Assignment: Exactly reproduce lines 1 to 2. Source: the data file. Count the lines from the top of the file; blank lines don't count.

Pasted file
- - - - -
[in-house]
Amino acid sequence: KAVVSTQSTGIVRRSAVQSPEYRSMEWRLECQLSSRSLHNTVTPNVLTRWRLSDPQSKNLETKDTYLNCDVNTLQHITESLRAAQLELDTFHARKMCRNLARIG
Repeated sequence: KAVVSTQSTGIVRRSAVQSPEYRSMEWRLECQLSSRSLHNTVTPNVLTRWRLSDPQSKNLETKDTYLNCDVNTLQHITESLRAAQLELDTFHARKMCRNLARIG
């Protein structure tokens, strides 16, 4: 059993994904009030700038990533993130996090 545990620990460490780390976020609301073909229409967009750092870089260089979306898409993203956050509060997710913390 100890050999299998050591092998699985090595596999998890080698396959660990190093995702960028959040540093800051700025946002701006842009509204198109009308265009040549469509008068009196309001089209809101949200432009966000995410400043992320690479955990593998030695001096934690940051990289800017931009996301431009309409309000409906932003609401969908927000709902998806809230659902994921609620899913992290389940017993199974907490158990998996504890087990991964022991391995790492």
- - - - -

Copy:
[in-house]
Amino acid sequence: KAVVSTQSTGIVRRSAVQSPEYRSMEWRLECQLSSRSLHNTVTPNVLTRWRLSDPQSKNLETKDTYLNCDVNTLQHITESLRAAQLELDTFHARKMCRNLARIG